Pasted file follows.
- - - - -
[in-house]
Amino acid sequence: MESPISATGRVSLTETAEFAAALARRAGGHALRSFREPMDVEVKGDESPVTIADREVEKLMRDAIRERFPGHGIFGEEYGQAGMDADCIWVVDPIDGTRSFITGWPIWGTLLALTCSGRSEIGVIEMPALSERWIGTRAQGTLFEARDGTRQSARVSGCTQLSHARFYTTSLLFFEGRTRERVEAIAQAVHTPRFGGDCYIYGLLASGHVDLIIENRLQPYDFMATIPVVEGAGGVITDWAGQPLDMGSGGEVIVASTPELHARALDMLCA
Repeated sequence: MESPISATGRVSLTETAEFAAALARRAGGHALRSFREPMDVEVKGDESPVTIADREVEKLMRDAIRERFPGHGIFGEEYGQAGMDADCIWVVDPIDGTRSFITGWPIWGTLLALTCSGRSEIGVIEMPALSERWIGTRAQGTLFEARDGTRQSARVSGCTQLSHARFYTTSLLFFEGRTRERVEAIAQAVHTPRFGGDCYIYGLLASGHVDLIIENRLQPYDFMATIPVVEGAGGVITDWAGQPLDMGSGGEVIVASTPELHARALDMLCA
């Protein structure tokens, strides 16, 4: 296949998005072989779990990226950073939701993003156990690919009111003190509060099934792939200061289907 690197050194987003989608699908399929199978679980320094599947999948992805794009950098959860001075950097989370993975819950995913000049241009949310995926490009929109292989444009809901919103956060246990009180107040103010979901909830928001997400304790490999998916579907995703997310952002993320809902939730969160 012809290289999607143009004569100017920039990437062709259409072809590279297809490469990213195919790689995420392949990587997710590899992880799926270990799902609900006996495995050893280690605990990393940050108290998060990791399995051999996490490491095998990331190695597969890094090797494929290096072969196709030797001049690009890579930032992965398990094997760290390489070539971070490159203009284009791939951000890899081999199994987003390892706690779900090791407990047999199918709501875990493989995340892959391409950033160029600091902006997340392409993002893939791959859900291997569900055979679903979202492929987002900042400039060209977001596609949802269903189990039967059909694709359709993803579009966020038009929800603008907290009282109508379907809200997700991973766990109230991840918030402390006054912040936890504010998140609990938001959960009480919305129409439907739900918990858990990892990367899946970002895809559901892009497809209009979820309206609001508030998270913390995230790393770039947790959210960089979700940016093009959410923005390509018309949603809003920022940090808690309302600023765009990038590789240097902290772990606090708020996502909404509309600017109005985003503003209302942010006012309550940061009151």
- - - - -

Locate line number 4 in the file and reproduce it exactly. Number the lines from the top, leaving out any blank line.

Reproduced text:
């Protein structure tokens, strides 16, 4: 296949998005072989779990990226950073939701993003156990690919009111003190509060099934792939200061289907 690197050194987003989608699908399929199978679980320094599947999948992805794009950098959860001075950097989370993975819950995913000049241009949310995926490009929109292989444009809901919103956060246990009180107040103010979901909830928001997400304790490999998916579907995703997310952002993320809902939730969160 012809290289999607143009004569100017920039990437062709259409072809590279297809490469990213195919790689995420392949990587997710590899992880799926270990799902609900006996495995050893280690605990990393940050108290998060990791399995051999996490490491095998990331190695597969890094090797494929290096072969196709030797001049690009890579930032992965398990094997760290390489070539971070490159203009284009791939951000890899081999199994987003390892706690779900090791407990047999199918709501875990493989995340892959391409950033160029600091902006997340392409993002893939791959859900291997569900055979679903979202492929987002900042400039060209977001596609949802269903189990039967059909694709359709993803579009966020038009929800603008907290009282109508379907809200997700991973766990109230991840918030402390006054912040936890504010998140609990938001959960009480919305129409439907739900918990858990990892990367899946970002895809559901892009497809209009979820309206609001508030998270913390995230790393770039947790959210960089979700940016093009959410923005390509018309949603809003920022940090808690309302600023765009990038590789240097902290772990606090708020996502909404509309600017109005985003503003209302942010006012309550940061009151």